Phonography: The Light is Everything

This month we will examine a very important lesson related to Phonography. Have you ever taken a photo on your phone only be to disappointed with how little it resembles what you can see with your eyes? Sure, we all have!

The reason for this is because there hasn’t yet been a device invented that can replicate the incredible sensitivity to the range of colors and light waves of the human eye. Some of the very best cameras out there come pretty close these days… but our eyes are so far, unmatched. (This facinating article by goes into great detail on this topic if you’d like to learn more.)

Which brings me to our second lesson in Phonography. The Light is Everything. Light is what allows any camera to see and capture an image, pure and simple. But not all light is created equal.

Understanding how to use light, therefore, is what begins to separate good photographers from the pack. And learning to discern the quality of the light and then manipulate its properties — angle, color, intensity– is what creates true artists.

Real world examples

This article is about how you can use your handheld mobile phone to create amazing photos. And the cool thing is, with some knowledge of light, you can achieve artistic effects with whatever camera you own. Let’s look at a couple of examples.

Let’s consider the outcome if I were to take a picture of my Christmas tree lit inside my house at night using just my mobile phone in existing light. The result is a photo that is grainy and dark, blurry, and often with an odd, overly orange color cast. The hastily taken selfie of me below from a few years ago is a perfect example of this. In a word, not good.

You may think that this just proves the limitations of Phonography. But is that really the case? Why did my high-quality cell phone camera take such a terrible photo? Several reasons. First, because there was not enough light, and the light that was available had been affected by the color of the source — in this case, a tungsten bulb in the room. Second, the phone camera, good as it was, was struggling to gather enough light in the dim room. So it did the only thing it could: It slowed down the exposure causing extreme blurriness. Finally because it is underexposed the processing function tried piece together enough digital information to make the image visible. This creates the third level of ugliness which is excessive noise and grain. As I said, the light is everything! So what is the solution?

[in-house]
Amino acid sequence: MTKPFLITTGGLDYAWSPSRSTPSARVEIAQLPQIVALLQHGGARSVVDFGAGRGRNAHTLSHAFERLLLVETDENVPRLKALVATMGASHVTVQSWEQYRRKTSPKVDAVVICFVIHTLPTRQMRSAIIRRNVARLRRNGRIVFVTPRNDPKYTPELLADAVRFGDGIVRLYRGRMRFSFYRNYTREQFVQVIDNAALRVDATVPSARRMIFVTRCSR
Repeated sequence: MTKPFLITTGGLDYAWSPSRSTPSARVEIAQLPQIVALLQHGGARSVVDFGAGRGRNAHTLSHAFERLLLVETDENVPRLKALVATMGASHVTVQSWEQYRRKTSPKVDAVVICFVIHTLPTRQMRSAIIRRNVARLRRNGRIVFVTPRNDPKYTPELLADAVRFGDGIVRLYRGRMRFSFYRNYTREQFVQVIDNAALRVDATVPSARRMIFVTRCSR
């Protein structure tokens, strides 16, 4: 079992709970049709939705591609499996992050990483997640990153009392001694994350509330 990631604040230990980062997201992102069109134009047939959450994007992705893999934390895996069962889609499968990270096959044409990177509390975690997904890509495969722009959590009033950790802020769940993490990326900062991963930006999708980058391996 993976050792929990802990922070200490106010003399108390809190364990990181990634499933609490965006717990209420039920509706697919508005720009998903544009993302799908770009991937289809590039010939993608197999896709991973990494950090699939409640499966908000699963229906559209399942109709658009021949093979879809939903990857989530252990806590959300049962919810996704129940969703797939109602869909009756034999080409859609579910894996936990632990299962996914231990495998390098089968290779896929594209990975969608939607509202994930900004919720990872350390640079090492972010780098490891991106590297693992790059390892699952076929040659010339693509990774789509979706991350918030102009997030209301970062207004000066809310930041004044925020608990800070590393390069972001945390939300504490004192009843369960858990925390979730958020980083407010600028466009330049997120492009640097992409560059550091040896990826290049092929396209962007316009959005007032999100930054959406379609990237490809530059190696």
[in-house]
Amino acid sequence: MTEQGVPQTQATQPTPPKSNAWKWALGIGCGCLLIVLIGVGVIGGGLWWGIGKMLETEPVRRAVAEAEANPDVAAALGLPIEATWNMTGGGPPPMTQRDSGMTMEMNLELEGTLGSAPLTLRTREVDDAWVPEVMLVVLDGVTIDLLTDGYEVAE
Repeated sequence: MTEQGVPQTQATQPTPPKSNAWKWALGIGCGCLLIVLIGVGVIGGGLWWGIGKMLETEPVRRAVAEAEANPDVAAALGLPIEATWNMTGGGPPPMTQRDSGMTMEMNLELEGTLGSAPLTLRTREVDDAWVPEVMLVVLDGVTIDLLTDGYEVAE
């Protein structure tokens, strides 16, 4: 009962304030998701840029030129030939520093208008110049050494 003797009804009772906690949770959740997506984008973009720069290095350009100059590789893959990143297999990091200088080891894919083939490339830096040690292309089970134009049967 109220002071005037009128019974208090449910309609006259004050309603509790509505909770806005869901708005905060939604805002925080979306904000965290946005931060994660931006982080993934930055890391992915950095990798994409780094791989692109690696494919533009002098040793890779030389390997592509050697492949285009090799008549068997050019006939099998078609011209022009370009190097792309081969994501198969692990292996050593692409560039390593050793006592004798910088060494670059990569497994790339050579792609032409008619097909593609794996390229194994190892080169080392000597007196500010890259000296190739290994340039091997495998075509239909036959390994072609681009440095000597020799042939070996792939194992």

Close up of electric tungsten bulb illuminating. The result is orange cast of light.

Simple solutions

Given these same circumstances, we have a few options to improve the result. First, you could put your mount your phone on a small tripod so that the slow exposure doesn’t create blurriness. You could try changing the source of available light in the room to something besides a tungsten lightbulb, like a halogen source to eliminate the color cast. If that is not an option you might decide to run the image through a filter or use an app that corrects for tungsten light.

You could certainly add a small amount of flash as well, which is daylight color balanced and solves the problem of underexposure as well. Any of these steps can offer a better way to capture the same scene, but more in line with what you eye saw — and what you really wanted to capture. These solutions are equally valid with iPhoneography or when using any camera you own.

Example of noise grain from underexposure.

Mastering light

Professional photographers spend their careers learning to master the art and science of light. It’s one of the reasons you hire a professional because a portrait master will have all the tools and a deep understanding of how to use them to create beautiful, artistic photography.

Understanding that light is key, however, is the first step toward improving your on-the-go iPhoneography using any device or camera. If you enjoyed this lesson and the last one, then stay tuned for more educational tidbits next month. And feel free to comment or ask a question to keep the conversation going!

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Deb Scally Photography

Headshots| Branding | Modern Portraits

Nashville / Franklin, Tennessee

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